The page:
Noah’s Flood was a worldwide cataclysm that destroyed all life on earth, except for the representatives of each kind of land and sky-dwelling creature that were saved aboard Noah’s Ark. The book of Genesis clearly gives the broad specifications of this Ark, but a newly translated ancient Babylonian clay tablet offers a different description that suggests that the Ark was round. Which depiction is more trustworthy?
During World War II, a history enthusiast named Leonard Simmons acquired the tablet when he was in the Middle East serving in the RAF. His son, Douglas, recently brought the artifact to Irving Finkel at the British Museum, who was able to read its ancient cuneiform.
The tablet was dated conventionally at about 3,700 years old, and it bears the kind of wear and tear associated with an artifact of great age. The script on it, however, was clear enough to translate, and The Guardian reported that the tablet summarized God’s message to Atram-Hasis, a Sumerian equivalent of Noah.
Wall, wall! Reed wall, reed wall! Atram-Hasis, pay heed to my advice, that you may live forever! Destroy your house, build a boat; despise possessions And save life! Draw out the boat that you will built [sic] with a circular design; Let its length and breadth be the same.1
Also according to this translation, Atram-Hasis was instructed to use “plaited palm fiber” for the boat’s construction.1 In contrast to reeds, the biblical Ark was built from wood. If Noah’s Ark really contained a host of animals and a year’s worth of provision, then reeds were clearly an inadequate construction material.2
The biblical dimensions for a large, barge-like watercraft may be a perfect balance to meet the needs for comfort, hull strength, and stability on water during a violently turbulent flood event.3 If a circular vessel started to spin on the water, it would make a mess of its contents. Therefore, the biblical Ark was more realistic a vessel than the one depicted in the Sumerian translation.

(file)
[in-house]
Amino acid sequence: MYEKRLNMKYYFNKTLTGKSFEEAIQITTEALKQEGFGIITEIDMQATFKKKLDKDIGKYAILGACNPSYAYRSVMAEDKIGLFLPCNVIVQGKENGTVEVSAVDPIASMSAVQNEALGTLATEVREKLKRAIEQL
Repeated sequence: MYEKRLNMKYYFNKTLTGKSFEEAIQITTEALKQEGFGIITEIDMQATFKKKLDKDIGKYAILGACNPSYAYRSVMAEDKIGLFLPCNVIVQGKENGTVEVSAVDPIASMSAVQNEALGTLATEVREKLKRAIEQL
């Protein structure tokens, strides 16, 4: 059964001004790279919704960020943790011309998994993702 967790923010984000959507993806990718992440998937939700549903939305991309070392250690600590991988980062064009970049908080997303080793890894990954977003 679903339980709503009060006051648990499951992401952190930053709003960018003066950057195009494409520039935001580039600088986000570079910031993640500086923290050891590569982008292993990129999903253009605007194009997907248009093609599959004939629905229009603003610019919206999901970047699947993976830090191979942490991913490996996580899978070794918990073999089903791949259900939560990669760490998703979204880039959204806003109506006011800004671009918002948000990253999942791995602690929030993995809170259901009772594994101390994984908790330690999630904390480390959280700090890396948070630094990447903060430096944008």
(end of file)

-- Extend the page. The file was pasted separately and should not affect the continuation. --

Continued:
The Guardian also thrice repeated the assertion that Genesis borrowed from supposedly earlier Mesopotamian sources. But this ignores textual and other evidence that Genesis 1-11 was based on direct, eyewitness accounts.4 Eminent archaeological linguist W. F. Albright even wrote that “the Bible record contains archaic features dating it to before any Mesopotamian version that is preserved in cuneiform sources.”5
The fact that so many ancient sources from around the world, as well as the New Testament writers, all agree that there was a great, global flood lends credence to the fact of the Flood’s existence.6 The realistic parameters for the Ark provided in Genesis are evidence that the biblical account is a trustworthy account of real history, unlike this newly translated clay tablet and other fanciful ancient writings.
- Kennedy, M. Relic reveals Noah’s ark was circular. The Guardian. Posted on guardian.co.uk January 1, 2010, accessed January 7, 2010.
- Woodmorappe has generously estimated that 16,000 individual animals, including two of every extinct and extant animal genus (including juvenile dinosaurs) and seven of every bird, would have taken less than half of the volume of the biblical ark. See Woodmorappe, J. 1998. Noah’s Ark: A Feasibility Study. Santee, CA: Institute for Creation Research, 10, 16.
- Hong, S. W. et al. 1993. Safety investigation of Noah’s Ark in a seaway. Technical Journal. 8 (1): 26-36. See also Lovett, T. Noah’s Ark: Optimal Proportions. Posted on worldwideflood.com September 2006, accessed January 8, 2010.
- Livingston, D. From What Did Moses Compose Genesis? Posted on biblearchaeology.org December 26, 2005, accessed January 8, 2010.
- Albright, W. F. 1968. Yahweh and the Gods of Canaan: An Historical Analysis of Two Contrasting Faiths. New York: Doubleday. Quoted in Wilson, C. The Bible Comes Alive: A Pictorial Journey Through the Book of Books, Volume 1. Green Forest, AR: New Leaf Press, 13.
- Lorey, F. 1997. The Flood of Noah and the Flood of Gilgamesh. Acts & Facts. 26 (3).
* Mr. Thomas is Science Writer at the Institute for Creation Research.
Article posted on January 15, 2010.